It appears that certain points were raised before the Board of Revenue including the question of his jurisdiction and also with regard to the scope of Section 398 of the Orissa Municipal Act, which it was argued before him does not provide for modification but for suspension or cancellation of the resolution. On the point of jurisdiction, the Board of Revenue did not decide it, and kept it open; while on the other point, the Board appears to have casually expressed certain views and made certain observations.
4. The point which now arises, is whether after the quashing of the order of the Revenue Divisional Commissioner, his successor, Board of Revenue can again take up the appeals and hear the same on merits. The settled position in law is that when the order of the inferior Tribunal on an application properly made to them is quashed by the High Court by a writ of certiorari on any ground which does not deal with the merits of the case it is not only permissible but it is also incumbent on the inferior Tribunal to take up the application and re-hear the same; if the order is quashed the inferior court or tribunal is left at large to pass any proper order in the light of the decision of the High Court; if, on the other hand, the High Court refuses to rehear on the writ of certiorari and discharges the rule and dismisses the petition then the order of the inferior Court or tribunal stands and assumes the necessary finality Thus, it is evident that there is no finality until the case is reheard by the inferior tribunal; once the order is quashed it follows that the applicant will be able to go back to the inferior court or tribunal where an opportunity is to be given for the matter to be dealt with in the light of the Judgment of the High Court (N. S. Sattar Sahib v. State of Madras, AIR 1952 Mad 605. M. D. Thakar v. Labour Appellate Tribunal, AIR 1957 Bom 46; Rex v. North umber-land, Compensation Appeal Tribunal, (1951) 1 KB 711 at P- 724.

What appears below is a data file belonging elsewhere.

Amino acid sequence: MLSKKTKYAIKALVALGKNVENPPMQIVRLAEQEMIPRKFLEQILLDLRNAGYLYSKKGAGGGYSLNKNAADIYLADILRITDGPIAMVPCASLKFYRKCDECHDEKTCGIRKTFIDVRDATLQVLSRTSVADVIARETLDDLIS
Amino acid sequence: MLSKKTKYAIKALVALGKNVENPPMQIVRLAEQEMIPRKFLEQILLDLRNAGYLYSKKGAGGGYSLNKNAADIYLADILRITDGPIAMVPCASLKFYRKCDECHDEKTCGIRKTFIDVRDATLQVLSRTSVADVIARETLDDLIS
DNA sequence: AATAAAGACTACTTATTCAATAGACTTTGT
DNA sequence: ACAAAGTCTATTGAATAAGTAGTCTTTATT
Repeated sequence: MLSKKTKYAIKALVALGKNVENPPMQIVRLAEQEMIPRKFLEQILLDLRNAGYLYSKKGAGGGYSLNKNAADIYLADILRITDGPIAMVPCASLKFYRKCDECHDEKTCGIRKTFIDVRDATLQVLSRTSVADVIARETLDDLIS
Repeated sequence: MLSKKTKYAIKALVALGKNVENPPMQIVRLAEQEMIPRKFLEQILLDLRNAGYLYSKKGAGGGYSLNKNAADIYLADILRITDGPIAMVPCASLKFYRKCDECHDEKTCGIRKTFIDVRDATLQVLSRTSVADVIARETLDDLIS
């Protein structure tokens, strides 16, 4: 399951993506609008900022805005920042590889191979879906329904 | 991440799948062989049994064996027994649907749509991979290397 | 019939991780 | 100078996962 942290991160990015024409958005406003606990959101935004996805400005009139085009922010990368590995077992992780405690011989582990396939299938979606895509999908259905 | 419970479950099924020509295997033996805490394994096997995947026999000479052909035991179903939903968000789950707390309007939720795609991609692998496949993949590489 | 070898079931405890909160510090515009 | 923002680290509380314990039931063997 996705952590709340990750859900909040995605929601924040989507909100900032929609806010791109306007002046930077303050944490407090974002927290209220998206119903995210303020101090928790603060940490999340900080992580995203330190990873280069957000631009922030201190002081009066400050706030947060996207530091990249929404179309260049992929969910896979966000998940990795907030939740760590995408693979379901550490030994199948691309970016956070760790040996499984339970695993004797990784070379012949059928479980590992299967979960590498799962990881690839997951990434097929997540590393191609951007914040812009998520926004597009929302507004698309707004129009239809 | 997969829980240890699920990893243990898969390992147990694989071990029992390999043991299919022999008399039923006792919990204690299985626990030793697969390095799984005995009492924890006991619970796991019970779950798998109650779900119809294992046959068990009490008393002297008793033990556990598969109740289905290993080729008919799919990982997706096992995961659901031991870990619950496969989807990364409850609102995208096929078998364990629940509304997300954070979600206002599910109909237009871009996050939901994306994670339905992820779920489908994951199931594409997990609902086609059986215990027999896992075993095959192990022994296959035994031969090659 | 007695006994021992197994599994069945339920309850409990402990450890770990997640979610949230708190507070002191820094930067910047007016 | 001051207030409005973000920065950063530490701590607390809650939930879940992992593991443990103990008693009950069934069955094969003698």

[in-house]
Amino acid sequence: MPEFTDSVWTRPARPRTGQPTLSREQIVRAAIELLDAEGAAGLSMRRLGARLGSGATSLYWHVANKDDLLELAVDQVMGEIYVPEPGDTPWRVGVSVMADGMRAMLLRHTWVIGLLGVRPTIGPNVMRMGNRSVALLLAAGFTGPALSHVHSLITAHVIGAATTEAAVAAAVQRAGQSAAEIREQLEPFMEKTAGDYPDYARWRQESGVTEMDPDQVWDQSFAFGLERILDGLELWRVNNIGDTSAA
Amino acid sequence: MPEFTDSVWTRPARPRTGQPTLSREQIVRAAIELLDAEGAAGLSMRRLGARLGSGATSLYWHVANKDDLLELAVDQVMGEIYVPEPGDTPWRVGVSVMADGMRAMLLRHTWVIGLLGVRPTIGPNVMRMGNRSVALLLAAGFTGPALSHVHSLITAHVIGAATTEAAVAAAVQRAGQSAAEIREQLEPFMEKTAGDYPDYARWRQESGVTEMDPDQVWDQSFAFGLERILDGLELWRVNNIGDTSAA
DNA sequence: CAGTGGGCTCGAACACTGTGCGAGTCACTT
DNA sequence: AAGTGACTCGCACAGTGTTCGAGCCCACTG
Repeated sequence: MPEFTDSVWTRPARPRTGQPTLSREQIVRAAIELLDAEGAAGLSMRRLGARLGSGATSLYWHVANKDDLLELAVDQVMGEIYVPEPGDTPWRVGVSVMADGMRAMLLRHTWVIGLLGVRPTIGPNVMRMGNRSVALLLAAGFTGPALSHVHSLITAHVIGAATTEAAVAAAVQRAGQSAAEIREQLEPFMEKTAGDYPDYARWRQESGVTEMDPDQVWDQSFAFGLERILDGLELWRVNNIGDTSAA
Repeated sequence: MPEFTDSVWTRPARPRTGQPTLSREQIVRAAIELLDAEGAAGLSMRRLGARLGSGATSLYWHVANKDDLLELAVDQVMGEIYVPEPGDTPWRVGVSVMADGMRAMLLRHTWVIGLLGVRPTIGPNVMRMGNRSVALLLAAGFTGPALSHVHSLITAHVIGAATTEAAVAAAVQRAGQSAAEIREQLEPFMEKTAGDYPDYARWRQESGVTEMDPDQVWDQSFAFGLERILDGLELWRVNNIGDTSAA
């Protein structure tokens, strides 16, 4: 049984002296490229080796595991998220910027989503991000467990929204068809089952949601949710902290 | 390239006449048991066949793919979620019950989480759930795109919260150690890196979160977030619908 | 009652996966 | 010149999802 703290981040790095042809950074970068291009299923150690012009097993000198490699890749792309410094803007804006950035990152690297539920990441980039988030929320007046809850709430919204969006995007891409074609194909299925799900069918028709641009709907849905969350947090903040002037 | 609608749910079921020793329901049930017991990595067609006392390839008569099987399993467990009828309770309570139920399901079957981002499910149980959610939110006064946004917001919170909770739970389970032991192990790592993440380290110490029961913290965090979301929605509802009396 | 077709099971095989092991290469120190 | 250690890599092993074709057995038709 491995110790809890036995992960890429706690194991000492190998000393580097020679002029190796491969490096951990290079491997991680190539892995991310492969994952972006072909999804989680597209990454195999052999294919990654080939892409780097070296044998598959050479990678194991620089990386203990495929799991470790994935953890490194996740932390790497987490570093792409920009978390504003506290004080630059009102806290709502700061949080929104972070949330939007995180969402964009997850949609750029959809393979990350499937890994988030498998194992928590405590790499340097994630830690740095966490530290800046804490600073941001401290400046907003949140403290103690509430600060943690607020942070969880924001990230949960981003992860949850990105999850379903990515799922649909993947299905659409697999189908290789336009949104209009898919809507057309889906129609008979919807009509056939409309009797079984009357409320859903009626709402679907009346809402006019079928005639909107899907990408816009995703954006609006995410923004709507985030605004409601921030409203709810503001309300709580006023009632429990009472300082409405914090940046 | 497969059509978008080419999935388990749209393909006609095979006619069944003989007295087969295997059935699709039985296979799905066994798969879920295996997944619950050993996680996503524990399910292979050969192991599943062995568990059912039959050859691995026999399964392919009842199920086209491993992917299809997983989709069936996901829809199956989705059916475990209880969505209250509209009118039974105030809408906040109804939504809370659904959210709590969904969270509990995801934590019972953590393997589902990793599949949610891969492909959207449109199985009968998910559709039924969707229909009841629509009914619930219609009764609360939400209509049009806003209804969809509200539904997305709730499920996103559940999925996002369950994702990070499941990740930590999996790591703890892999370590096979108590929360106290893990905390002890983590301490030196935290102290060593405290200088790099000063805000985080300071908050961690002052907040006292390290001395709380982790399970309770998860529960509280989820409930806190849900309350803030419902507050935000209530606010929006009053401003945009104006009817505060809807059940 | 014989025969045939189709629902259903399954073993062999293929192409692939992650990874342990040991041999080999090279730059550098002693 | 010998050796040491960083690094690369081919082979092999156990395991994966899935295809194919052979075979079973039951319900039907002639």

5. In the present case, the High Court in the previous writ petition O. J. C. No. 13 of; 1958, had quashed the order of the Revenue Divisional Commissioner without going into merits. The Board of Revenue (who is stated to be the successor-in-office of the Revenue Divisional Commissioner, as aforesaid) should have taken up the appeals and heard them on merits and dealt with or disposed of them according to law. It was not only permissible but it was also incumbent on the Board of Revenue to take up the appeals and hear the same. Indeed, their Lordships of the Supreme Court made it abundantly clear that it is open to issue a direction in the nature of mandamus requiring the appropriate authority to follow the law as laid down by the court: it is true that where it is a case of! discretion of an authority the Court would only auash the order and ask the authority to reconsider the matter if the discretion has not been properly exercised (Mahaboob Sheriff and Sons v. Mysore State Transport Authority Bangalore, AIR 1960 SC 321 at p. 327.) In the present case, the Orissa Municipal Act lays down that it shall be the duty of the State Government to see that the proceedings of municipal council are in conformity with law and rules in force thereunder, and the powers of the State Government in this regard are provided for in section 398(1) of the Act.
6. In this view of the case, we hold that the Member, Board of Revenue took a wrong view of the position in law with regard to the effect of the quashing of the order of the Revenue Divisional Commissioner by High Court, where the High Court did not express any view on the merits of the case. We, accordingly, direct the Member, Board of Revenue to hear the said two appeals on merits and to pass any proper order in the light of the decision of the High Court in accordance with law; he is also directed to give his decision on the other points raised before him including the point of his jurisdiction. We must make it clear that the Member, Board of Revenue is not bound by any of his views expressed or observations made in his order dated March 15 1960, whereby he refused to hear the appeals on merits; he is left at large to deal with or dispose of the appeals and give his decision on all the points, after hearing the parties as he may think fit and proper according to law.
7. The result, therefore, is that these writ petitions are allowed and the order of the Member, Board of Revenue dated March 15, 1960 is set aside. We make no order for costs of this Court.
8. I agree.